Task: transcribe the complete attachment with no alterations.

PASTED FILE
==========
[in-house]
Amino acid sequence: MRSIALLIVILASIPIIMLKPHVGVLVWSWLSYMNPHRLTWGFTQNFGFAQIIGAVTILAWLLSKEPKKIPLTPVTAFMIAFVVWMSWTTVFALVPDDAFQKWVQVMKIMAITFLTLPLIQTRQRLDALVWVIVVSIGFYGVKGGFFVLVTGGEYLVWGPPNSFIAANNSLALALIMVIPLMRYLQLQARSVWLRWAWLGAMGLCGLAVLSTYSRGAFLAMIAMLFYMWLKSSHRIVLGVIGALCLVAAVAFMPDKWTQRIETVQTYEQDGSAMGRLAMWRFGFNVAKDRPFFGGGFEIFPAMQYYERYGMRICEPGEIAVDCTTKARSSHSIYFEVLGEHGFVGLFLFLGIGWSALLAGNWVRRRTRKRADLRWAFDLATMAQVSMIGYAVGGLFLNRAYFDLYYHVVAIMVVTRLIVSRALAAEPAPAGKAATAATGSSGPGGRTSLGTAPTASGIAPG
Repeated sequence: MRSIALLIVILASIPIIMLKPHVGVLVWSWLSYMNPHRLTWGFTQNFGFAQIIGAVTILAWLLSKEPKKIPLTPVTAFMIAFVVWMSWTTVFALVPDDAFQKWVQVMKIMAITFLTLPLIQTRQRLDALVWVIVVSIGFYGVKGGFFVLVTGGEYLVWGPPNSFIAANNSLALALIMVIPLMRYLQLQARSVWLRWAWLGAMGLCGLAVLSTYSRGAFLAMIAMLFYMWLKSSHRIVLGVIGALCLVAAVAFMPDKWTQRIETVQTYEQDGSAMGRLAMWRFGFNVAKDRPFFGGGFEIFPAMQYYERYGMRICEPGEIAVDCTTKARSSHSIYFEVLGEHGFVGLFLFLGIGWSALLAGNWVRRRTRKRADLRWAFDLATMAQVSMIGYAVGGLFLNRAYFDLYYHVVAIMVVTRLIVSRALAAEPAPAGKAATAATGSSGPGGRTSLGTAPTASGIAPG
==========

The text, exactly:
[in-house]
Amino acid sequence: MRSIALLIVILASIPIIMLKPHVGVLVWSWLSYMNPHRLTWGFTQNFGFAQIIGAVTILAWLLSKEPKKIPLTPVTAFMIAFVVWMSWTTVFALVPDDAFQKWVQVMKIMAITFLTLPLIQTRQRLDALVWVIVVSIGFYGVKGGFFVLVTGGEYLVWGPPNSFIAANNSLALALIMVIPLMRYLQLQARSVWLRWAWLGAMGLCGLAVLSTYSRGAFLAMIAMLFYMWLKSSHRIVLGVIGALCLVAAVAFMPDKWTQRIETVQTYEQDGSAMGRLAMWRFGFNVAKDRPFFGGGFEIFPAMQYYERYGMRICEPGEIAVDCTTKARSSHSIYFEVLGEHGFVGLFLFLGIGWSALLAGNWVRRRTRKRADLRWAFDLATMAQVSMIGYAVGGLFLNRAYFDLYYHVVAIMVVTRLIVSRALAAEPAPAGKAATAATGSSGPGGRTSLGTAPTASGIAPG
Repeated sequence: MRSIALLIVILASIPIIMLKPHVGVLVWSWLSYMNPHRLTWGFTQNFGFAQIIGAVTILAWLLSKEPKKIPLTPVTAFMIAFVVWMSWTTVFALVPDDAFQKWVQVMKIMAITFLTLPLIQTRQRLDALVWVIVVSIGFYGVKGGFFVLVTGGEYLVWGPPNSFIAANNSLALALIMVIPLMRYLQLQARSVWLRWAWLGAMGLCGLAVLSTYSRGAFLAMIAMLFYMWLKSSHRIVLGVIGALCLVAAVAFMPDKWTQRIETVQTYEQDGSAMGRLAMWRFGFNVAKDRPFFGGGFEIFPAMQYYERYGMRICEPGEIAVDCTTKARSSHSIYFEVLGEHGFVGLFLFLGIGWSALLAGNWVRRRTRKRADLRWAFDLATMAQVSMIGYAVGGLFLNRAYFDLYYHVVAIMVVTRLIVSRALAAEPAPAGKAATAATGSSGPGGRTSLGTAPTASGIAPG